Let's go back to the base/boost clock. Continue the process of increasing the clock, finding the point of instability, and then increasing the power to establish stability. You'll eventually hit a power and voltage wall. The GTX 980 is only capable of eating 1.256v of power (aftermarket cards are different, some – like the early EVGA ACX and ASUS Strix models – can only take 1.12-1.21v). Whatever the voltage limit, that's your hard wall. There is no bypassing that. The power limit is also a wall once you've hit the maximum power target.
Once you've found that limiter, run FireStrike on loop or use another burn-in utility for endurance testing. If the GPU proves unstable after extended burn-in, it's time to step-down the settings a bit. We don't consider an overclock stable unless it survives 4 hours of looped burn-in testing.
Notes on the Boost Clock Disparity and Temperatures
Boost 2.0 is a great technology for most use cases. It ensures the GPU throttles down when additional horsepower is unnecessary, saving on wattage and keeping temperatures cool. For overclocking, Boost 2.0 can cause some (initially) confusing results. You'll notice in your GPU-z logs that the reported clock-rate often exceeds the clock-rate reported by Precision or Afterburner. This is because of Boost 2.0, which is similar in philosophy to Intel's Turbo Boost.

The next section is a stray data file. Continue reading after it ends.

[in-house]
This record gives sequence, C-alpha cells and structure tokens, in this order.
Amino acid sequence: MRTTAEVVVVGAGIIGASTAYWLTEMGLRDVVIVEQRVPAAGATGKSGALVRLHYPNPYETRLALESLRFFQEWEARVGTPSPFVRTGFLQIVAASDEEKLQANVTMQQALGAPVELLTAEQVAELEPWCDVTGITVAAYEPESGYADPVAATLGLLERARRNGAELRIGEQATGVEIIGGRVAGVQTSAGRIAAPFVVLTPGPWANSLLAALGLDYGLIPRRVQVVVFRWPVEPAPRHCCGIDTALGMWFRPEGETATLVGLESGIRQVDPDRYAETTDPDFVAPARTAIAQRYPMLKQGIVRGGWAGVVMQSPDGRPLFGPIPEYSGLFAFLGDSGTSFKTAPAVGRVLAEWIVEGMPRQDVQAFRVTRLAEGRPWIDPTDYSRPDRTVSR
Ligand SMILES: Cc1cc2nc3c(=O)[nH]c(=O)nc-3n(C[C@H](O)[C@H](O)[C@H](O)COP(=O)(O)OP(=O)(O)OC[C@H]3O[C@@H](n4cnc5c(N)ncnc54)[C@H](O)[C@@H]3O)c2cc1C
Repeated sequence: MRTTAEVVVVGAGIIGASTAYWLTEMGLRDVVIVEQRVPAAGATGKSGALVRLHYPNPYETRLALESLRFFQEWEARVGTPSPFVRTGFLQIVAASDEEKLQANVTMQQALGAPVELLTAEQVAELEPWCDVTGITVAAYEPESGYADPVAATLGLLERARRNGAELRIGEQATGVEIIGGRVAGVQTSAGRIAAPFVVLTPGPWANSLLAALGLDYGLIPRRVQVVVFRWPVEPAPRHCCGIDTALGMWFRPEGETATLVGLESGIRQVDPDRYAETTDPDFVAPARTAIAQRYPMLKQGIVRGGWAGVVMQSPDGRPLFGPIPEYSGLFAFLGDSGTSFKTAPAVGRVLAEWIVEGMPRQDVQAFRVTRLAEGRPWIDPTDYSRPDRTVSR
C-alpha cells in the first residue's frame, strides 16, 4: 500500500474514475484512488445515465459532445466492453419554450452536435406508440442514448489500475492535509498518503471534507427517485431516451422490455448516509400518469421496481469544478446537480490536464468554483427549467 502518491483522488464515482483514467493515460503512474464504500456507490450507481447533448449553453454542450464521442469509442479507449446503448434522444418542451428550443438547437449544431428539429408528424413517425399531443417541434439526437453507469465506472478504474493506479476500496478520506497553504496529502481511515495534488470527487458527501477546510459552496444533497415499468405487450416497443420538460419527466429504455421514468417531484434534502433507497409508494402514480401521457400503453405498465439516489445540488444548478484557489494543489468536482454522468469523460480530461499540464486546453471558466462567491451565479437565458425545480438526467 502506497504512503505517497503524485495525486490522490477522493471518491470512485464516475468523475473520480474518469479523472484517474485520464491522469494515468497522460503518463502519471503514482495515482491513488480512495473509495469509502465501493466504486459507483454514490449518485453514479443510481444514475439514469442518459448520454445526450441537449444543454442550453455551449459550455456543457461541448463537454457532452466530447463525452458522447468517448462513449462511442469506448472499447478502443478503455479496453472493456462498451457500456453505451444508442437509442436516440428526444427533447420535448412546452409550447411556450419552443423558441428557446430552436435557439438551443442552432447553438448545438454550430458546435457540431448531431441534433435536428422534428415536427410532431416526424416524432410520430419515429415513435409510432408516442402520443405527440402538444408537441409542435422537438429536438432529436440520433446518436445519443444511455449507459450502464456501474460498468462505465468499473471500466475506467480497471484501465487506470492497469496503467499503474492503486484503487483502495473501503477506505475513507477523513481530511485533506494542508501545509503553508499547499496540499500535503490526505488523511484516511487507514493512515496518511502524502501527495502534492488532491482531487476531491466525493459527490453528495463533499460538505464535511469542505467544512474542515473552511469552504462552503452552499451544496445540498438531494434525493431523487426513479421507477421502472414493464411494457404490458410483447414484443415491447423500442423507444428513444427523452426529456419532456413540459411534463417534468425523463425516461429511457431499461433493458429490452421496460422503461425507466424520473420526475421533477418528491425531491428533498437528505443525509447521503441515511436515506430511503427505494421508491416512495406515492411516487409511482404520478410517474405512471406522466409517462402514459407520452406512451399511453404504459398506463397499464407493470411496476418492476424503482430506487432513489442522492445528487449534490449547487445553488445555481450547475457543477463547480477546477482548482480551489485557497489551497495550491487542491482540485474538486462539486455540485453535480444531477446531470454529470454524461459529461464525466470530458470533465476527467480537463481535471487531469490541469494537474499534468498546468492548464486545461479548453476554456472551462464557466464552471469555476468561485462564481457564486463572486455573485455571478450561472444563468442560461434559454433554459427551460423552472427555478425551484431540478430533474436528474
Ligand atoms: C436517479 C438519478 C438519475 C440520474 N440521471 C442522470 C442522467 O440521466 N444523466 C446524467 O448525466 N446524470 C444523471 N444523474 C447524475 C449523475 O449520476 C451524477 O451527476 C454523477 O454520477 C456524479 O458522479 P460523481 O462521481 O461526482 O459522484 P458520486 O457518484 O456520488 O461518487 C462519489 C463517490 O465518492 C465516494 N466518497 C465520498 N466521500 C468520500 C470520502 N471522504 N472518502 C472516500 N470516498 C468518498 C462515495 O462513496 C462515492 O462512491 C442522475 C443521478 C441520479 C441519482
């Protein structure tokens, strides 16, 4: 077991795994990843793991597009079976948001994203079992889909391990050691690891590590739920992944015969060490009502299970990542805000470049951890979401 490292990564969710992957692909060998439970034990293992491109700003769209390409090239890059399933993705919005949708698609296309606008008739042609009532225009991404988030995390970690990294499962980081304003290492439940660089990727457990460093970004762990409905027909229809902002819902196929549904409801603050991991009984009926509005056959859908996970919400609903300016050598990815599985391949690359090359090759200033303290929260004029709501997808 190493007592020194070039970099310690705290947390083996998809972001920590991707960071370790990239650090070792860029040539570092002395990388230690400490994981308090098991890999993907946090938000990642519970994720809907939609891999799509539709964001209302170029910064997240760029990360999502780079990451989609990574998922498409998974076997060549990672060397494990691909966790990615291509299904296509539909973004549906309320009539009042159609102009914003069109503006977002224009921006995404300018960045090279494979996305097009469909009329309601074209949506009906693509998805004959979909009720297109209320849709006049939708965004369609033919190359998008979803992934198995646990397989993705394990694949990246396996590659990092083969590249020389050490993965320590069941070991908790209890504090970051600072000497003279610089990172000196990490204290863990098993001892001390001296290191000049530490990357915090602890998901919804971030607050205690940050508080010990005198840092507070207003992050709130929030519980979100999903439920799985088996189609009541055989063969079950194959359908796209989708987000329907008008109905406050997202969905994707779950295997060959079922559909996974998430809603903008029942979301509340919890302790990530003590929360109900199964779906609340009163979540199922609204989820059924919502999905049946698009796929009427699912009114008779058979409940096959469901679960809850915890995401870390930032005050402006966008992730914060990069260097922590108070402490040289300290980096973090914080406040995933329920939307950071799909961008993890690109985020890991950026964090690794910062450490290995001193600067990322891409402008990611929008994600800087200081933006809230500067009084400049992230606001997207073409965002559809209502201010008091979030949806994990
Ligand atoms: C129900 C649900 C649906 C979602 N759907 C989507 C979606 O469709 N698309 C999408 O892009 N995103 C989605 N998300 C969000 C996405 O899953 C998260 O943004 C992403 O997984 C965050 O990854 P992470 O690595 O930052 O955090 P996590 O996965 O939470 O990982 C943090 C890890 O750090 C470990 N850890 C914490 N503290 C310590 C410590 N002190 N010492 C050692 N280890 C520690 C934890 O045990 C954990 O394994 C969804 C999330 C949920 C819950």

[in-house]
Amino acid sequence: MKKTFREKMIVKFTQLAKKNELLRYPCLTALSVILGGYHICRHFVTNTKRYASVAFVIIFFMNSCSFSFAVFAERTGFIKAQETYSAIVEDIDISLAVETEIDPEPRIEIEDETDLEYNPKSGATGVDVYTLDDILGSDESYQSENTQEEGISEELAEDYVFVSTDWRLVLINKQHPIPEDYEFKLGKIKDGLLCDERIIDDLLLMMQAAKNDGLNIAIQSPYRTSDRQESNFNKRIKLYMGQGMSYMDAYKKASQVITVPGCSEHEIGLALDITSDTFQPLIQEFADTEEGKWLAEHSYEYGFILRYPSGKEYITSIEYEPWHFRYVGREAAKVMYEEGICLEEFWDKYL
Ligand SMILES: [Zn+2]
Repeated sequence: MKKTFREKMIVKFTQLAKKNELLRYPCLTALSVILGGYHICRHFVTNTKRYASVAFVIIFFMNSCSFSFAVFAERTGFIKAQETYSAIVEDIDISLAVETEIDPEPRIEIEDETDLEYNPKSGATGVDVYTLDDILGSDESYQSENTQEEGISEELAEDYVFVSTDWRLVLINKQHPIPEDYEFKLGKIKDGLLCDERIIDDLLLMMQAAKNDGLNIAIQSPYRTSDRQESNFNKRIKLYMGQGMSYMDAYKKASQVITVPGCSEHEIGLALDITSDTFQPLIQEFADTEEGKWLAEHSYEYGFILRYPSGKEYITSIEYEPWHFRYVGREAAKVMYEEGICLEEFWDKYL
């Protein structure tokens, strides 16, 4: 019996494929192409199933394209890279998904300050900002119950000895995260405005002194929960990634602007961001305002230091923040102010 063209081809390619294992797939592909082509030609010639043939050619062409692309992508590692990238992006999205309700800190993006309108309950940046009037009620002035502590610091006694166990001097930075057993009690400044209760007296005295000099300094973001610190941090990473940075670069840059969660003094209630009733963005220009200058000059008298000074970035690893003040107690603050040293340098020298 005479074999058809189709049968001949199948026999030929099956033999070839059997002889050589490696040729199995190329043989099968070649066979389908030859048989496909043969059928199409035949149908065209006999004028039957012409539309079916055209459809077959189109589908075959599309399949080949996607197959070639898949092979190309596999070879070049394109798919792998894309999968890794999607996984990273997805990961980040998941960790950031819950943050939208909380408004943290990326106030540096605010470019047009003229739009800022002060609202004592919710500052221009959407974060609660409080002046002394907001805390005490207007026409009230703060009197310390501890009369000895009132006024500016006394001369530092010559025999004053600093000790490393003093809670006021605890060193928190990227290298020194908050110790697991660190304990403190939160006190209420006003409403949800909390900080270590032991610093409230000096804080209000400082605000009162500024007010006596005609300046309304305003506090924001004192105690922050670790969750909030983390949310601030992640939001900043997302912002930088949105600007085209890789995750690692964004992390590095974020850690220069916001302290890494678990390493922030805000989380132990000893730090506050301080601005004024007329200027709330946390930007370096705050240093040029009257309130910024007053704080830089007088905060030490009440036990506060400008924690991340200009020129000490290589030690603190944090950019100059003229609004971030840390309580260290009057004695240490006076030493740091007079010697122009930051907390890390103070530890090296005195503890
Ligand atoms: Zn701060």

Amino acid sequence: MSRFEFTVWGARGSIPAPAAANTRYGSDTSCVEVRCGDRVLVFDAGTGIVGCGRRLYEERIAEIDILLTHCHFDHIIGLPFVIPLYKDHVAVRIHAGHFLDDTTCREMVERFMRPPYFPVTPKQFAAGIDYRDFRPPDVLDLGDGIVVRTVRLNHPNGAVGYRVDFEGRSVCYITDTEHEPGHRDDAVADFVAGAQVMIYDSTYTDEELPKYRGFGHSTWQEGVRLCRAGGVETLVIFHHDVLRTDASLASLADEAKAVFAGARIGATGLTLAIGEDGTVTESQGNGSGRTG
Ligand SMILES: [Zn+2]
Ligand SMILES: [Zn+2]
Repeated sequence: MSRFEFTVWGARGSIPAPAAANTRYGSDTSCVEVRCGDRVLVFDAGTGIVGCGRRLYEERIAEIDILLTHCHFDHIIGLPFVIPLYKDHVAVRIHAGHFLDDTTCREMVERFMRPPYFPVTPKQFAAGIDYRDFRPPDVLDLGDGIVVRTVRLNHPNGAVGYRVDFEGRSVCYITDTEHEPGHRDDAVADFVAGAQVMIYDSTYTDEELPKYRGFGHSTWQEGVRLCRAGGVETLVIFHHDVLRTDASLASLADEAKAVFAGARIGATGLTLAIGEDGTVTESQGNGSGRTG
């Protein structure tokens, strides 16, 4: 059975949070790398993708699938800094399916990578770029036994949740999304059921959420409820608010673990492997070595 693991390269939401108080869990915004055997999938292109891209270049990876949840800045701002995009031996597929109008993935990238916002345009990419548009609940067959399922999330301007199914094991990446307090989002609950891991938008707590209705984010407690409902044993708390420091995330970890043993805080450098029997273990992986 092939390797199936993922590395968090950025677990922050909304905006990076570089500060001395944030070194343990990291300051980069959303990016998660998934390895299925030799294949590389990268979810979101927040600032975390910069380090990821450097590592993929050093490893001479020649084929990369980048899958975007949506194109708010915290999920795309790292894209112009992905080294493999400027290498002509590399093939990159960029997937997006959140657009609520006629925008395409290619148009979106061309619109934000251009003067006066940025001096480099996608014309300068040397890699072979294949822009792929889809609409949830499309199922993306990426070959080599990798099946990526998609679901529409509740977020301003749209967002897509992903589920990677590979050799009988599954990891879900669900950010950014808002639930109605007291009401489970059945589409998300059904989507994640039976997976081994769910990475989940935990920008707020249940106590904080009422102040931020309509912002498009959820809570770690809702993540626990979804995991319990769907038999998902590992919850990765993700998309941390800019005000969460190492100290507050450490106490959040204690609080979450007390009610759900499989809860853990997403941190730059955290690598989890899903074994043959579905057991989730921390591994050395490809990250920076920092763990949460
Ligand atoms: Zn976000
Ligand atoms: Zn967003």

Technically, you could run K BOOST in EVGA Precision, which forces the GPU to run at its boost clock 100% of the time, but we've found this to be unreliable and highly unstable when using Maxwell cards. It also isn't very good for the GPU in extended runs. You could also disable Boost 2.0 through .ini files, but the same issues arise. For extreme overclocking, it may be of interest, but hobbyist and entry-level enthusiast overclocking will be fine without such steps.
If you notice that the reported clock through GPU-z is actually lower than what Precision advertises, this is because you're hitting your watt-draw power budget and the GPU is throttling itself down. That's why it's always necessary to log – it's the only way to be positive that the overclock is actually applying. OC software can “lie” if the GPU is throttling itself. GPU-Z will be accurate, though.
As for temperatures, just be responsible. You probably don't want to start pushing 80C on Maxwell. Aftermarket coolers are always an option, like the Kraken G10 + CLC or similar liquid solutions.
Post Your Results & OC vs. Stock Benchmarks!
Let us know below if you've run into any technical issues, limiters, or other concerns! Be sure to list your GTX 980 model so that we can assist. If you've overclocked successfully, I'd love to hear the results. We've been able to hit ~1560MHz boost and ~400MHz memory clocks with stability, though I wouldn't run them like that for too long.
- Steve “Lelldorianx” Burke.